Making the Grade: Leslie Davison
Twelve years ago, teacher Leslie Davison brought the first Spanish language classes to the students of Dillon Valley Elementary. Now, after an absence of many years, she has returned to contribute new and valuable innovations to the school’s curriculum.Davison left Summit County to teach in Denver for a few years. In 1998, she made another move – to Honduras, where she spent a year teaching in Teguz.”I love the whole international scene,” said the Michigan native, who spent time living in Spain and Mexico during her college years. “I don’t just teach and travel in these other countries – I also develop relationships with families. I was invited to weddings and other family events because I was able to participate in the family life by speaking Spanish.” Davison was in Honduras during the onset and aftermath of Hurricane Mitch and helped recovery efforts by providing food, clothes and supplies to people living in devastated areas. After some years as a globe-trotting teacher, Davison decided she wanted to move back to the mountains. Her decision brought her back to Dillon Valley, where she continues to add to her list of achievements. This year, Davison has helped to establish a major innovation for the school – the creation of the school’s new dual language program. Targeted to involve grades K-5, the dual language program was begun this fall in Davison’s kindergarten class. A work in progress, it will evolve by adding one grade every year. Next year, the present kindergarten class will continue their dual language studies as they advance to the first grade, while a new kindergarten class will be added to the program. This way, the school hopes to include all elementary school grades in the program within the next few years.
Davison currently has 21 English speaking students and 36 Spanish-speaking students in her kindergarten class. Both groups are learning English and Spanish simultaneously.”Our goal is for the English-speakers to learn Spanish, and for the Spanish-speakers to learn English while keeping their own native language as well,” Davison said. As they get older, the mixed group of students will continue to be taught their academic courses in both English and Spanish. “This school is a model,” Davison said. “They’ve been thinking about doing this for a long time, and now we have not only supportive administration, but we also have parents who are realizing the importance of being bilingual and wondering why it can’t start in kindergarten.”Davison is a strong believer in the importance of students understanding and having access to different cultures. “Lots of issues arise due to miscommunication,” she said. “Empathy with other cultures helps.”According to Davison, there are only about 10 schools in Colorado that are actively participating in a dual-language curriculum. Davison feels that all students can benefit from the program. “It serves both populations,” she said. “Test scores have been better already this year.”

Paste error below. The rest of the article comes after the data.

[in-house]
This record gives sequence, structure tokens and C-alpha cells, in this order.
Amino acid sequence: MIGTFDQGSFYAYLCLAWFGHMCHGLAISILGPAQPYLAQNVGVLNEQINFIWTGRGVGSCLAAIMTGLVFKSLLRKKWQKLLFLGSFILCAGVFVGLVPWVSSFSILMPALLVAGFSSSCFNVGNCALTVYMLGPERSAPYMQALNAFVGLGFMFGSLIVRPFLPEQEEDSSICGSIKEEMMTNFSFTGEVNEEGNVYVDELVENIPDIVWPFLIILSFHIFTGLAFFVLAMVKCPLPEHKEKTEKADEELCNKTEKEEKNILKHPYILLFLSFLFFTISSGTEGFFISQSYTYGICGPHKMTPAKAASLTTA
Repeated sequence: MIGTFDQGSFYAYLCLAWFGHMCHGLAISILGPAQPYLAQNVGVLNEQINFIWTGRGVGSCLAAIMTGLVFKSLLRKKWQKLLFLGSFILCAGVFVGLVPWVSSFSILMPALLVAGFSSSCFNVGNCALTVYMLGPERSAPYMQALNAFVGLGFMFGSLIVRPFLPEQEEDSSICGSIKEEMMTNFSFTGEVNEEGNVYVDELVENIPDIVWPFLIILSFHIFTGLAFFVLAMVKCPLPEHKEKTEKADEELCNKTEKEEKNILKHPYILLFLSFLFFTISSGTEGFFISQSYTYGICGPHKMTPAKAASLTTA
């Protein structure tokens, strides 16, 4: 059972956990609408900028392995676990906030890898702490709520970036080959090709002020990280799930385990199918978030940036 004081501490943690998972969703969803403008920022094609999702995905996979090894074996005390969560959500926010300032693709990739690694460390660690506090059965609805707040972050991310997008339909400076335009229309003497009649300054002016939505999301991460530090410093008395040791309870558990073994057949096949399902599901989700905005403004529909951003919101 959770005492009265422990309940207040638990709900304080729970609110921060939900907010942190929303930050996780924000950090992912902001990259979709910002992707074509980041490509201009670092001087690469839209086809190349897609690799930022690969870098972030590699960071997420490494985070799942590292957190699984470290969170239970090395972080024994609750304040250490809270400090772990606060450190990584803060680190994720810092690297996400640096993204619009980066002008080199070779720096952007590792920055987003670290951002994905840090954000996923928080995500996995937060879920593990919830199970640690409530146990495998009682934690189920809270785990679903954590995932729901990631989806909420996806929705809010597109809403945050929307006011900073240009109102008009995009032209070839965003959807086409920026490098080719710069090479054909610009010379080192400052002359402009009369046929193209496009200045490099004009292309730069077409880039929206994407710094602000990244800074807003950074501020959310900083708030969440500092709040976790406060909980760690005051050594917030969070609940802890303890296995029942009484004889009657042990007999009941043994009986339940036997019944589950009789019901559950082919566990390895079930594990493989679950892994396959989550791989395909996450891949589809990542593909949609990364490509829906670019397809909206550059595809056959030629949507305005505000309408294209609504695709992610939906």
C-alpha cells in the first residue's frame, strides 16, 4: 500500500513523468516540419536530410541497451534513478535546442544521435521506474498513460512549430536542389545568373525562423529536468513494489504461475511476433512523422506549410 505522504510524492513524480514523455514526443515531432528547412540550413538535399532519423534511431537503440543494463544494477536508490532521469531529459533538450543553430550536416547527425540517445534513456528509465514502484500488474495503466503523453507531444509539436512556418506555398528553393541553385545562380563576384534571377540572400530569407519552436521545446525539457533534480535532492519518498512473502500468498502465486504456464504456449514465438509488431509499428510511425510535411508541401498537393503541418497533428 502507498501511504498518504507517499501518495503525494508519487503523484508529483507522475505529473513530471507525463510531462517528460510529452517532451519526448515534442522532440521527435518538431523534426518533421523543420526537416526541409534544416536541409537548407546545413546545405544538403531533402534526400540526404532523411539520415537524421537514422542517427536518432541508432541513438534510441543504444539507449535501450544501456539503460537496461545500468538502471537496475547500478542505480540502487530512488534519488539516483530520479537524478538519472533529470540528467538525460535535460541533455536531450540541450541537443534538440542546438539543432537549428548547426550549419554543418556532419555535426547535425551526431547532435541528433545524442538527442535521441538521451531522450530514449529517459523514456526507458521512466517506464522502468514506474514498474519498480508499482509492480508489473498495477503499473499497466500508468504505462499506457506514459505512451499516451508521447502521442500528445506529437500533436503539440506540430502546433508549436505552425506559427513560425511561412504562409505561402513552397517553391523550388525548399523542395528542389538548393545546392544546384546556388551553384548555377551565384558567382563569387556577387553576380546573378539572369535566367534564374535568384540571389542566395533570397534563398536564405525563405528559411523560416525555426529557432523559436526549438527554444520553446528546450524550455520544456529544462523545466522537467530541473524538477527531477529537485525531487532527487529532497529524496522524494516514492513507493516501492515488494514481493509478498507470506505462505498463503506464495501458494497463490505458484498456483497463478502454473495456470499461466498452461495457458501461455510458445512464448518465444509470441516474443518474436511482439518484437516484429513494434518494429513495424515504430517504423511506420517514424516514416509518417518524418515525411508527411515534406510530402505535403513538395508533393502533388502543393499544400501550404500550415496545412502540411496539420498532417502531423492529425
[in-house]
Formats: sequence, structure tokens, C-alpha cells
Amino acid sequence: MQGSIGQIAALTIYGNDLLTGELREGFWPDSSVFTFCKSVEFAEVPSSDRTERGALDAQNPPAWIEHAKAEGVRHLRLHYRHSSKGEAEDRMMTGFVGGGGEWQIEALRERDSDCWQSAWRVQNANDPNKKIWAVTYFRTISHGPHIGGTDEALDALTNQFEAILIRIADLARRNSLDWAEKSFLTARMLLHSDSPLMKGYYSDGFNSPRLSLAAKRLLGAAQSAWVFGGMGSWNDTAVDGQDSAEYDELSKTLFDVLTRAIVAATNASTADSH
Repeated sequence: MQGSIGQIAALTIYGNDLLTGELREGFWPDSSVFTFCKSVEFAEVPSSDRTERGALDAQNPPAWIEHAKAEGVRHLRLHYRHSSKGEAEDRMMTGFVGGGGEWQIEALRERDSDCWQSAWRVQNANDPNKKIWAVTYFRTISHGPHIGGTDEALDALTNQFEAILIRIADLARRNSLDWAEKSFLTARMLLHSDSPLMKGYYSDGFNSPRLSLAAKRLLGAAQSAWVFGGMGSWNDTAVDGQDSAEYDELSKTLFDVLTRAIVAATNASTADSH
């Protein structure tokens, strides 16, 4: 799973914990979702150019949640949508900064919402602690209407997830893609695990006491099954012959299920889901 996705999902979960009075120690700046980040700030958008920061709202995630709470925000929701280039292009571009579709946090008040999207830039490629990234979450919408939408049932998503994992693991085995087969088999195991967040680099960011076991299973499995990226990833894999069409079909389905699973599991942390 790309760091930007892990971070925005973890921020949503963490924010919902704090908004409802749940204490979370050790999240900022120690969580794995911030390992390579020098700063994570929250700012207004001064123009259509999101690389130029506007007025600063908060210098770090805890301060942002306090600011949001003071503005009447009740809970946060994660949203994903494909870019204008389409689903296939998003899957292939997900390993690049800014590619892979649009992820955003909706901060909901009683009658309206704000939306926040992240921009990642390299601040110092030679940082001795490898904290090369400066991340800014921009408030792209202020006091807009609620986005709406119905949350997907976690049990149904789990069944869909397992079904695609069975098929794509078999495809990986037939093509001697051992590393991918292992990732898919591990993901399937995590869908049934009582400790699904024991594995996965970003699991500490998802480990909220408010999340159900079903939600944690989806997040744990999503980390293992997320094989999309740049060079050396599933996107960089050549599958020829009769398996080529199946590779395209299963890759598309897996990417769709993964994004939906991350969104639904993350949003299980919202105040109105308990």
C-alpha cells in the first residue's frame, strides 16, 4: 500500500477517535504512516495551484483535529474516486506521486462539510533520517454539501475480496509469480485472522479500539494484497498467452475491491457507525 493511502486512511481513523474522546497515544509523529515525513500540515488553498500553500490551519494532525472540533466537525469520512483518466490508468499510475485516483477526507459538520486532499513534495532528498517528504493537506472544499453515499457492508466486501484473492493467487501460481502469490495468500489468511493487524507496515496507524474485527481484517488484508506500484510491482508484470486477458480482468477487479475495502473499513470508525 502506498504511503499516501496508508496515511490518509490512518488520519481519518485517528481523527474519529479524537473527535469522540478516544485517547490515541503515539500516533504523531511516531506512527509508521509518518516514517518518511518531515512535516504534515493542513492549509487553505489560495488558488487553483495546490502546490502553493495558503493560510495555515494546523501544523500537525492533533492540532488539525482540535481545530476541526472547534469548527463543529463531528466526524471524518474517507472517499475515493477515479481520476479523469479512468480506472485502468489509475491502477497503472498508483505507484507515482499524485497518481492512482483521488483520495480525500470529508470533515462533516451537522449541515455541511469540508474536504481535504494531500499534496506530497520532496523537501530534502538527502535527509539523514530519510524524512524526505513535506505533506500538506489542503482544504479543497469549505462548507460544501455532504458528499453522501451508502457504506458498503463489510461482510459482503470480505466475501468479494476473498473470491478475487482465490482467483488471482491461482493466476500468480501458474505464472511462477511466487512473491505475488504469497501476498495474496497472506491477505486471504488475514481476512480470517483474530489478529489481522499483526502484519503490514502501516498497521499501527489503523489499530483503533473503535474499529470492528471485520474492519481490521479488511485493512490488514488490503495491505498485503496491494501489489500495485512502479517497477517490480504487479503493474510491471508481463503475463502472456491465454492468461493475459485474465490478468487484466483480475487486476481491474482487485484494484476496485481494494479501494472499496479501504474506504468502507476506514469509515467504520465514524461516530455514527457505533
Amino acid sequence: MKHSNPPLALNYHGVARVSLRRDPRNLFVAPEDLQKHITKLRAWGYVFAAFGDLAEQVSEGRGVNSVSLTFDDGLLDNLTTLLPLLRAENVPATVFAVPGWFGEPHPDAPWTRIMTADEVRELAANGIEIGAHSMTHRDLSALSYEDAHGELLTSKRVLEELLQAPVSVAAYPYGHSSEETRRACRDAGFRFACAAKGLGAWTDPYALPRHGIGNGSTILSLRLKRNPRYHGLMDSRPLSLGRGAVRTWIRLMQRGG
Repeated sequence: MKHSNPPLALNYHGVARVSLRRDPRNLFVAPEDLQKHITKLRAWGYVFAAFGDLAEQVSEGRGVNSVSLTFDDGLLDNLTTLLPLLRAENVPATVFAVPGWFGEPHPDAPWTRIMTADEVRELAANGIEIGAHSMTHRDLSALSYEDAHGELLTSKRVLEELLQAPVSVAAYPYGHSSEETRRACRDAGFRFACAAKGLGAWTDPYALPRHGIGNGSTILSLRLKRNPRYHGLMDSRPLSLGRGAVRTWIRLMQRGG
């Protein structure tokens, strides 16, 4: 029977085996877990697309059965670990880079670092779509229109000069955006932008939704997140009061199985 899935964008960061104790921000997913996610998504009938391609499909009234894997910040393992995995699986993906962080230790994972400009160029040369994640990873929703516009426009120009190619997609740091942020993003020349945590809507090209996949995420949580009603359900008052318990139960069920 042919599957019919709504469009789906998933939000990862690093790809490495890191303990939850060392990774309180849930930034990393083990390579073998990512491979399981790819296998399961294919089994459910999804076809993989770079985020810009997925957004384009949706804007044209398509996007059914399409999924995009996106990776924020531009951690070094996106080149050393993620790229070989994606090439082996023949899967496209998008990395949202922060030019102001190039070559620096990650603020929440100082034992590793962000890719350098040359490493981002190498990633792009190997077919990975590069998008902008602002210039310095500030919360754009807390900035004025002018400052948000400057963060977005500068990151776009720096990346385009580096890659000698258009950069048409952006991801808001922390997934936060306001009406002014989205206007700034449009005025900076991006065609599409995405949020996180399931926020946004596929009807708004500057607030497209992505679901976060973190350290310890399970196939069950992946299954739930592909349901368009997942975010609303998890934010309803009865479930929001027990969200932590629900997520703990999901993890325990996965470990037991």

“And for the Spanish-speaking kids, if they can learn something in their native language first and then transfer it into English, it’s so much easier for them,” she added.In addition to implementing the dual language program at Dillon Valley, Davison has achieved another accomplishment for which she can be proud. In November, she was awarded National Board Certification. Davison is one of only 16 teachers in Colorado to be accorded the honor this year.National Board Certification demands a stringent evaluation process which takes three years to complete. During the board review, Davison had to provide videos of herself teaching in class, along with written samples of her work and her students’ work as well. She also had to take oral and written tests, and present examples of her educational efforts both in and out of the classroom.Davison also had to provide documentation of her accomplishments going back over the last 10 years. “I had to show what I brought back to the classroom from Honduras and Spain,” she said. For Davison, the long hours of examination in order to achieve National Board Certification were worth it.”It’s tons of work, but it’s super-valuable,” Davison said. “You review your own progress and how it impacts your students.”
“I would like to get more teachers to take this on,” she added. “It’s very applicable to what you do as a teacher.”Challenges: To continue stressing the importance of teaching and learning a second language. It doesn’t have to be “I had French in high school and can’t speak a thing.” Language learning should be life-long learning, not just a memorization project. We’re a mono-linguistic society. We’re the only country speaking one language and that’s embarrassing. I hope this is a start.Goals: To help these kids, who are the leaders of tomorrow, to be bilingual and bicultural.Gratifications: Seeing the kids learn a second language so effortlessly. I love that. They’re not intimidated. What is the one thing about you that would surprise your colleagues and students? I have a piece of the Berlin Wall in my desk. I was in Germany when the wall went down, and I was standing on the wall as it was coming down underneath my feet.- Keely Brown
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